That’s one of the last lines of Basil Bunting’s long poem ‘Briggflatts’, thought by many who have more right to their opinions on poetry than I do to be the best long English poem of the twentieth century. It’s also the title of a huge Biography of Bunting by Richard Burton. I started reading that a couple of months ago, and was annoyed when Burton failed to point out that Bunting — who was very attached to the north of England — had to move right down to Reading, at the other end of the country, for his secondary education. The failure made a few short passages of the biography incomprehensible, and I wrote to Burton to complain. (I had to write via his publisher, as of course those populist devices search engines thought I must be looking for the actor, then grudgingly allowed I might want the Victorian adventurer, and never even suggested I might mean Robert, the author of ‘The Anatomy of Melancholy.’ Richard Burton the biographer of Bunting was very difficult to find.)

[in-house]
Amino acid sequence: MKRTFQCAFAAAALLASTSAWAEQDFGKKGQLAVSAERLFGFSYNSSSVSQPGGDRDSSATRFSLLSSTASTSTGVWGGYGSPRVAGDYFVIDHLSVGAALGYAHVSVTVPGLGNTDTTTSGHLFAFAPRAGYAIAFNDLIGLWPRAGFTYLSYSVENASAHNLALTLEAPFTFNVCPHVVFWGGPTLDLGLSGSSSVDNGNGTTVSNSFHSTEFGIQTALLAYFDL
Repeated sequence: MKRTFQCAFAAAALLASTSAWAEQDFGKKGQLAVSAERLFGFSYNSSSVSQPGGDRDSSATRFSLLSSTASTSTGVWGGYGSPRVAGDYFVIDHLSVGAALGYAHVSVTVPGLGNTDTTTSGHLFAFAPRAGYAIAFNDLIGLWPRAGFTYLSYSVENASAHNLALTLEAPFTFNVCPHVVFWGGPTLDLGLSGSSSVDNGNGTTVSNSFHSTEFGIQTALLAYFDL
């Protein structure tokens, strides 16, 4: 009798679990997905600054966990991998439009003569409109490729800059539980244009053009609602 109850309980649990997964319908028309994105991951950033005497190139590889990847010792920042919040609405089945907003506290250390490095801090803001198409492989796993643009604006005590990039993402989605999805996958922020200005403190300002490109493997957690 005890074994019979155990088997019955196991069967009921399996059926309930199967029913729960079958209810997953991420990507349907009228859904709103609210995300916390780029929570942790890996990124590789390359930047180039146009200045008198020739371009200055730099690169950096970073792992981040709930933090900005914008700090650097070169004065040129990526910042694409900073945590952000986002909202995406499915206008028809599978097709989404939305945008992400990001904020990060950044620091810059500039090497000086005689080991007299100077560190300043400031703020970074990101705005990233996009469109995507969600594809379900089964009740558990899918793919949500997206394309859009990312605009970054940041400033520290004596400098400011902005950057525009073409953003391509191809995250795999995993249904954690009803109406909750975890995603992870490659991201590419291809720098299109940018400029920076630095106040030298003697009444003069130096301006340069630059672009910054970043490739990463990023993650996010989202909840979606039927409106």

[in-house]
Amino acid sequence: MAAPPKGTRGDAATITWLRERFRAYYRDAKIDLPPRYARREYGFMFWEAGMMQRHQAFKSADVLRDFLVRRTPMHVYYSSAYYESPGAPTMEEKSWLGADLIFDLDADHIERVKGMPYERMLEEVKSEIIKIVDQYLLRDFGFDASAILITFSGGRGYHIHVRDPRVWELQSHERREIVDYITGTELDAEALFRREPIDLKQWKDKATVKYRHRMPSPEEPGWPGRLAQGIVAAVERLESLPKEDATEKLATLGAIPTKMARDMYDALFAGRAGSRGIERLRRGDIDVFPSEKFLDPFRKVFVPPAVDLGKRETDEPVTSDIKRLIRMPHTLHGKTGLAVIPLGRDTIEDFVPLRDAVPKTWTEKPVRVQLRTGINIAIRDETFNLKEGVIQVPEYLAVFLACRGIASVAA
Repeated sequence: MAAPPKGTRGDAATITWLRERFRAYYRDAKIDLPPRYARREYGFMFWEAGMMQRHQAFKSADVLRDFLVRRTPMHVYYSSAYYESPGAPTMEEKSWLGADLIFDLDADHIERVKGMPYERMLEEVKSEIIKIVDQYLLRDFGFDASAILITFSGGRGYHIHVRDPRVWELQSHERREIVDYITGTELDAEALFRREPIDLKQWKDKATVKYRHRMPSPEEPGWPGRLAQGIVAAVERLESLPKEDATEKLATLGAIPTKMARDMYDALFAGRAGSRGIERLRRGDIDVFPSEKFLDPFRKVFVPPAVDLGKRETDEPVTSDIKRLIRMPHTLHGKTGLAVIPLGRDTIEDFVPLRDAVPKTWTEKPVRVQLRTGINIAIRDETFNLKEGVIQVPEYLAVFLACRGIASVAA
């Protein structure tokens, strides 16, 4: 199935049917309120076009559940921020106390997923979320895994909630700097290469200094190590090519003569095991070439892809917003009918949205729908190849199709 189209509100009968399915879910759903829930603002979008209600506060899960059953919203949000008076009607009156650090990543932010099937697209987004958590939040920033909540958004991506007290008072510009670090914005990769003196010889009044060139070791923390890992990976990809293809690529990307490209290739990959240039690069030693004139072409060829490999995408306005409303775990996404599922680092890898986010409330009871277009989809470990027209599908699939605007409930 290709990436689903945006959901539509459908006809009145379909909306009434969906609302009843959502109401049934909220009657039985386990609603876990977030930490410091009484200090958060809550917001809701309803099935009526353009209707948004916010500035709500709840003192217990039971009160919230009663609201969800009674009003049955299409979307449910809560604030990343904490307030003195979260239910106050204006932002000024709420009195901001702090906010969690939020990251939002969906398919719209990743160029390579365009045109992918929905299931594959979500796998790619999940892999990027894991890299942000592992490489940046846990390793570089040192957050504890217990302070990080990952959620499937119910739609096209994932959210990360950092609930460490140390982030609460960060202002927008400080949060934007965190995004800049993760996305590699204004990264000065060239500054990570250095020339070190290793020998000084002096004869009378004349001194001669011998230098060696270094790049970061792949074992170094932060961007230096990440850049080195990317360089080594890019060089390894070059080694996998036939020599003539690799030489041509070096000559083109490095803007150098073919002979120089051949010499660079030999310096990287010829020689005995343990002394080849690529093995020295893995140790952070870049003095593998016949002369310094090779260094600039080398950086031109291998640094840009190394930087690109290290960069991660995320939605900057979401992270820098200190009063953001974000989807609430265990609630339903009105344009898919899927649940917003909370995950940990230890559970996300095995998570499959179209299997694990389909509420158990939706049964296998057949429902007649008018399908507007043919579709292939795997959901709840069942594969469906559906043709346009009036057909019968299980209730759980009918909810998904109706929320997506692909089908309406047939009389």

I have now finished reading Burton’s monumental book, (I have had a lot of other reading, and writing, to do meanwhile) and now feel thoroughly ashamed of my nerdish nit-picking. Bunting disapproved of biographies of poets — ‘By their works shall ye know them’ — though to his credit it is from Burton himself we learn this. So a biographer of Bunting has to tread carefully, between a mere adventure story like a popular sensational biography of, say, Byron or Shelley, (and Bunting’s life was almost as adventurous) or the ultimate in real obsessive (though fascinating) analytic nerdishness of J. Livingston Lowes’s ‘The Road to Xanadu’, in which he relates, literally word-by-word, a Coleridge poem to events in the poet’s life. Burton has done a magnificent job, and its strongest feature is that it returns us again and again to the poetry itself. I think Bunting himself would have approved of Burton’s book, and Bunting’s approval was not lightly given.
So apologies, and congratulations, Richard Burton.
Here are two pictures of the great poet: